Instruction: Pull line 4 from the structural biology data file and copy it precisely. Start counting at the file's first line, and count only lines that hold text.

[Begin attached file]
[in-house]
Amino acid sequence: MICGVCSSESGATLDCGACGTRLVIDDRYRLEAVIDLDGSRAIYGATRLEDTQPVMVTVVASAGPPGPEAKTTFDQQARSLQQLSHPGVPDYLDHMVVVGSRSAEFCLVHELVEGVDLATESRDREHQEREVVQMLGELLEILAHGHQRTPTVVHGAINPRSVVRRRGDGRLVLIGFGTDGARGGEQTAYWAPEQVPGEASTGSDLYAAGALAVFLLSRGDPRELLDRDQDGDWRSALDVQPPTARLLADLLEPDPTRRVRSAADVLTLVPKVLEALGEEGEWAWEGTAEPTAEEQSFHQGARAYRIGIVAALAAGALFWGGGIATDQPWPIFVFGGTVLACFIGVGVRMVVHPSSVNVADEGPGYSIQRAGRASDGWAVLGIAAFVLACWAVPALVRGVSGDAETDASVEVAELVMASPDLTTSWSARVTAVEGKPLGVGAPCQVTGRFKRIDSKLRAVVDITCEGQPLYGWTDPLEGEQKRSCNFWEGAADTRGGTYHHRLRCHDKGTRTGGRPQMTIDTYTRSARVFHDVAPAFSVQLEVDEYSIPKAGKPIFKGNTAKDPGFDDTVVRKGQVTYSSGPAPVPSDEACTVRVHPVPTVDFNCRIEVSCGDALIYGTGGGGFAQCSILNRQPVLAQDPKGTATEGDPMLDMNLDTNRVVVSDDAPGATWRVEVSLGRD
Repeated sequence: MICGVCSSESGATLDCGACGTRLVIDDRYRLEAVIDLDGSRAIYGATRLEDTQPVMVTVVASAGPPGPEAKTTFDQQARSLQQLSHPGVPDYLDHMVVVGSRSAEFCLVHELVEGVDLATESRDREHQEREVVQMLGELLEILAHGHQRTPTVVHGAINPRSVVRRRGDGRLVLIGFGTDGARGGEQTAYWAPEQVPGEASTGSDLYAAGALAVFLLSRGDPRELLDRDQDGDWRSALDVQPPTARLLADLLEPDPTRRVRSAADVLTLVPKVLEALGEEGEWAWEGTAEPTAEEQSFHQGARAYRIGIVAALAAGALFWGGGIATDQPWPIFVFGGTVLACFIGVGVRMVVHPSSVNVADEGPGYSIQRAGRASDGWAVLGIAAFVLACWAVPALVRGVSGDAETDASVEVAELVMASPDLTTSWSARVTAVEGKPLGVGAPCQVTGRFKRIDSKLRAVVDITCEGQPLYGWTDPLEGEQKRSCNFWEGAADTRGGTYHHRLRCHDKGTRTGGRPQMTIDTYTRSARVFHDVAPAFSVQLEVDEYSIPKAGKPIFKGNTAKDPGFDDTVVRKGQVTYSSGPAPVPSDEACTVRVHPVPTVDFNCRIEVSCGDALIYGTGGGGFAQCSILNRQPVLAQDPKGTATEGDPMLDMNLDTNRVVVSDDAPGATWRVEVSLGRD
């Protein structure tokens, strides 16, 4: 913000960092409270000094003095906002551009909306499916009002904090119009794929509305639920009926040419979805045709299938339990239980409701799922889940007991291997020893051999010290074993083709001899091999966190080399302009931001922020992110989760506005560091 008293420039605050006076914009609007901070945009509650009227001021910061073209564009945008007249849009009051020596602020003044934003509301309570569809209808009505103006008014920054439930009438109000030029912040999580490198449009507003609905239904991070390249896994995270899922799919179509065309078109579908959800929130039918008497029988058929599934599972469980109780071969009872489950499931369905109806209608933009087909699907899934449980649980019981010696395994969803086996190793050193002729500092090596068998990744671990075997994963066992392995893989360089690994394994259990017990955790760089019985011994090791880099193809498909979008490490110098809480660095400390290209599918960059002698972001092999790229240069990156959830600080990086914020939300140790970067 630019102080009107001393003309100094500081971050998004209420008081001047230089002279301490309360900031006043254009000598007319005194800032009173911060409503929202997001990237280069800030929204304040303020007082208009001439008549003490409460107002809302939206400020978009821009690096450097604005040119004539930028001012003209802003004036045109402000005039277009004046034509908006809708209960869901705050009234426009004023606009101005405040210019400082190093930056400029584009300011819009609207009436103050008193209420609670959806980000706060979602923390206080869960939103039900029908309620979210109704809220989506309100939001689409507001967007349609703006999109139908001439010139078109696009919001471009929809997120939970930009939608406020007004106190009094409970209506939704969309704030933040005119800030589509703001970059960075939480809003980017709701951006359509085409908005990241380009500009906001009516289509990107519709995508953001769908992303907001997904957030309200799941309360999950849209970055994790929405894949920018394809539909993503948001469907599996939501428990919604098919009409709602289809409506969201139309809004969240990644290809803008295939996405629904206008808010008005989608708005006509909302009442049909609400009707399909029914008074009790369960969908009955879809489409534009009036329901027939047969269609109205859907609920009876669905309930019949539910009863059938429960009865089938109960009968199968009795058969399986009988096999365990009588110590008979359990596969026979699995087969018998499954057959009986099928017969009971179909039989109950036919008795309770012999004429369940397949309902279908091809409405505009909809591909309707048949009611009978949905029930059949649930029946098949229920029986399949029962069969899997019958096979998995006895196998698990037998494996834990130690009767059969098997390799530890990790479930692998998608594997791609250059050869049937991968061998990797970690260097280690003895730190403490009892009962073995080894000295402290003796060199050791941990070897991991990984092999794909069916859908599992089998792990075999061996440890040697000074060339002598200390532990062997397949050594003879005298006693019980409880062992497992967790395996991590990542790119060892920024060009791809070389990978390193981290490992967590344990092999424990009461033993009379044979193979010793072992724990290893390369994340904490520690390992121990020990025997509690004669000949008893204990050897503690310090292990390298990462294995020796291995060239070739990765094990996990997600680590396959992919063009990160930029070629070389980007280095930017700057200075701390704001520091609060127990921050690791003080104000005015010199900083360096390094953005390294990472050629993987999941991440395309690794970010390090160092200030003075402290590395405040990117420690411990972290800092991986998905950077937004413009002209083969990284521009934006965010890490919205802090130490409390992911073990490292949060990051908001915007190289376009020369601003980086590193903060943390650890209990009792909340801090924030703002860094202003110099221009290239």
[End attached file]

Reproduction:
């Protein structure tokens, strides 16, 4: 913000960092409270000094003095906002551009909306499916009002904090119009794929509305639920009926040419979805045709299938339990239980409701799922889940007991291997020893051999010290074993083709001899091999966190080399302009931001922020992110989760506005560091 008293420039605050006076914009609007901070945009509650009227001021910061073209564009945008007249849009009051020596602020003044934003509301309570569809209808009505103006008014920054439930009438109000030029912040999580490198449009507003609905239904991070390249896994995270899922799919179509065309078109579908959800929130039918008497029988058929599934599972469980109780071969009872489950499931369905109806209608933009087909699907899934449980649980019981010696395994969803086996190793050193002729500092090596068998990744671990075997994963066992392995893989360089690994394994259990017990955790760089019985011994090791880099193809498909979008490490110098809480660095400390290209599918960059002698972001092999790229240069990156959830600080990086914020939300140790970067 630019102080009107001393003309100094500081971050998004209420008081001047230089002279301490309360900031006043254009000598007319005194800032009173911060409503929202997001990237280069800030929204304040303020007082208009001439008549003490409460107002809302939206400020978009821009690096450097604005040119004539930028001012003209802003004036045109402000005039277009004046034509908006809708209960869901705050009234426009004023606009101005405040210019400082190093930056400029584009300011819009609207009436103050008193209420609670959806980000706060979602923390206080869960939103039900029908309620979210109704809220989506309100939001689409507001967007349609703006999109139908001439010139078109696009919001471009929809997120939970930009939608406020007004106190009094409970209506939704969309704030933040005119800030589509703001970059960075939480809003980017709701951006359509085409908005990241380009500009906001009516289509990107519709995508953001769908992303907001997904957030309200799941309360999950849209970055994790929405894949920018394809539909993503948001469907599996939501428990919604098919009409709602289809409506969201139309809004969240990644290809803008295939996405629904206008808010008005989608708005006509909302009442049909609400009707399909029914008074009790369960969908009955879809489409534009009036329901027939047969269609109205859907609920009876669905309930019949539910009863059938429960009865089938109960009968199968009795058969399986009988096999365990009588110590008979359990596969026979699995087969018998499954057959009986099928017969009971179909039989109950036919008795309770012999004429369940397949309902279908091809409405505009909809591909309707048949009611009978949905029930059949649930029946098949229920029986399949029962069969899997019958096979998995006895196998698990037998494996834990130690009767059969098997390799530890990790479930692998998608594997791609250059050869049937991968061998990797970690260097280690003895730190403490009892009962073995080894000295402290003796060199050791941990070897991991990984092999794909069916859908599992089998792990075999061996440890040697000074060339002598200390532990062997397949050594003879005298006693019980409880062992497992967790395996991590990542790119060892920024060009791809070389990978390193981290490992967590344990092999424990009461033993009379044979193979010793072992724990290893390369994340904490520690390992121990020990025997509690004669000949008893204990050897503690310090292990390298990462294995020796291995060239070739990765094990996990997600680590396959992919063009990160930029070629070389980007280095930017700057200075701390704001520091609060127990921050690791003080104000005015010199900083360096390094953005390294990472050629993987999941991440395309690794970010390090160092200030003075402290590395405040990117420690411990972290800092991986998905950077937004413009002209083969990284521009934006965010890490919205802090130490409390992911073990490292949060990051908001915007190289376009020369601003980086590193903060943390650890209990009792909340801090924030703002860094202003110099221009290239």